Madison, Wis. – The holiday season means a lot more opportunities to eat, but for some people the impact of those extra meals and traditional dishes can be painful.
In the months of November and December, the UW Health Pain Management Clinic typically sees an increase in the number of patients seeking treatment for pain related to diet, according to Dr. Alaa Abd-Elsayed, medical director, UW Health Pain Management Services, and associate professor of anesthesiology, University of Wisconsin School of Medicine and Public Health.
Abd-Elsayed sees about 40 patients each week, and this time of year about 30 percent of them are related to diet, he said. In the summer months, that number is about 5 percent.
People often eat more often during the holidays while visiting family and friends, and combined with a reduction in physical activity in the late fall and winter, this can lead to weight gain as well as inflammation, both of which can cause pain, Abd-Elsayed said.
“Weight gain for some can lead to excess pressure on joints, disks and bones, which can be painful,” he said. “In other cases, foods that cause inflammation can exacerbate another inflammatory condition like arthritis, or they can further inflame already achy joints.”
In some cases, people stop taking medications thinking that the medication caused the weight gain rather than the dietary changes, leading to pain from discontinuing the medication, Abd-Elsayed said.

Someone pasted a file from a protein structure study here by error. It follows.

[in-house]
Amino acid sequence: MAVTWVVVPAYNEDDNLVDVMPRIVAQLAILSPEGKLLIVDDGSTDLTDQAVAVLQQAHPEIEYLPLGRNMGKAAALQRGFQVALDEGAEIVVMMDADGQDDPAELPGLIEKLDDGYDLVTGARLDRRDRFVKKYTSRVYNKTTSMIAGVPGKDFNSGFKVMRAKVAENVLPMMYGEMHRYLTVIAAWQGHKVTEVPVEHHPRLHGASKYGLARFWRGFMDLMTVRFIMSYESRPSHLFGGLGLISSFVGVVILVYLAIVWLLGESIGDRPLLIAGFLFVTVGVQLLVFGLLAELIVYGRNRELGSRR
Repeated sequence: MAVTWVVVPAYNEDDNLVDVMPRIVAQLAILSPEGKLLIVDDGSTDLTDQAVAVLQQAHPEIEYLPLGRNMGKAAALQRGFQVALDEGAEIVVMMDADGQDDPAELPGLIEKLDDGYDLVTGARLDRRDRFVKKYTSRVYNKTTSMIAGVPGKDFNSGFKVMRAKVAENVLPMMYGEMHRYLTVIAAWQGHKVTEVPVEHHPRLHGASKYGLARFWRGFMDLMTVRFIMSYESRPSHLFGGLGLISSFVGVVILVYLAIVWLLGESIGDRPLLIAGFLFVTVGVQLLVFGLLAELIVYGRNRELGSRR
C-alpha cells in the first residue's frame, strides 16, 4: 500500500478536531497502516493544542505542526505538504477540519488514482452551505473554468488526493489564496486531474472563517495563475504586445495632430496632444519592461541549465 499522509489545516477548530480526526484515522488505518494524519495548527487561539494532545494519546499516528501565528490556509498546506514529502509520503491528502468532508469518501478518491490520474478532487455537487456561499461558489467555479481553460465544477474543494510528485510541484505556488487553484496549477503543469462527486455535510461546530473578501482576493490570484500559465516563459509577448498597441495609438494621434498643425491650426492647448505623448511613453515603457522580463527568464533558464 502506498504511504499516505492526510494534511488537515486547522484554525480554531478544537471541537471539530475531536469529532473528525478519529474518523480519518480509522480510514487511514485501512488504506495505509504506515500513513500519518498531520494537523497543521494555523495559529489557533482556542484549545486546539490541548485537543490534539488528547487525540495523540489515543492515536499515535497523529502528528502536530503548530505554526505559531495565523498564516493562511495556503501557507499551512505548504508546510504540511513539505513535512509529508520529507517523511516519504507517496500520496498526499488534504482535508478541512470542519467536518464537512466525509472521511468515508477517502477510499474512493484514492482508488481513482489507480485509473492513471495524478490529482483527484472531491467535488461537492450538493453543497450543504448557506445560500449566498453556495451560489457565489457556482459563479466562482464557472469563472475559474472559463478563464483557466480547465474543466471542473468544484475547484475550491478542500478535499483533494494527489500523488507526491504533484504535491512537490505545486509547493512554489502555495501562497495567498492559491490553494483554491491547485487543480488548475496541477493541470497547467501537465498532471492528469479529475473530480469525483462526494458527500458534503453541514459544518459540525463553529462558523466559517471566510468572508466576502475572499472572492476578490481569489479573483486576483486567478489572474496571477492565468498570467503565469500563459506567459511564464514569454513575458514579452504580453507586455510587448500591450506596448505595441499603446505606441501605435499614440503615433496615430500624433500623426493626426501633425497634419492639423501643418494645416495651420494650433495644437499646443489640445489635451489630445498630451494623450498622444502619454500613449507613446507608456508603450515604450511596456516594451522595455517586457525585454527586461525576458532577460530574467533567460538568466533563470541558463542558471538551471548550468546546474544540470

In most cases, the patients that pass through the Pain Management Clinic can be treated by making corrections to their diets combined with lifestyle changes or physical therapy, among other non-medication-related remedies to reduce or eliminate the pain.
“The good news is this pain is reversible,” Abd-Elsayed said. “And changes to diet and lifestyle are things that can help our patients for many holiday seasons to come.”
The Pain Management Clinic employs a holistic approach to helping relieve pain without using drugs or medical procedures, including working with a nutritionist and physical therapist to make impactful changes to diet and promote proper exercise and lifestyle changes.
But, before getting to the point of needing medical care, people can implement a healthy eating strategy of their own around the holidays, Abd-Elsayed said.
During the holidays, people should remember to practice mindful eating, and to also eat foods that are connected with reduced inflammation, like olive oil, certain fatty fish like salmon and tuna, nuts like almonds and pistachios, green leafy vegetables, sweet potatoes and fruit, like strawberries, blueberries and raspberries, he said.
People should also avoid foods that are associated with inflammation such as highly processed foods, including lunch meat, bacon, white bread and rice, and fast food, as well as fried food and soft drinks, according to Abd-Elsayed.
“These simple changes can keep you pain-free through the new year, and maybe even help you down the path to a healthier 2023,” he said.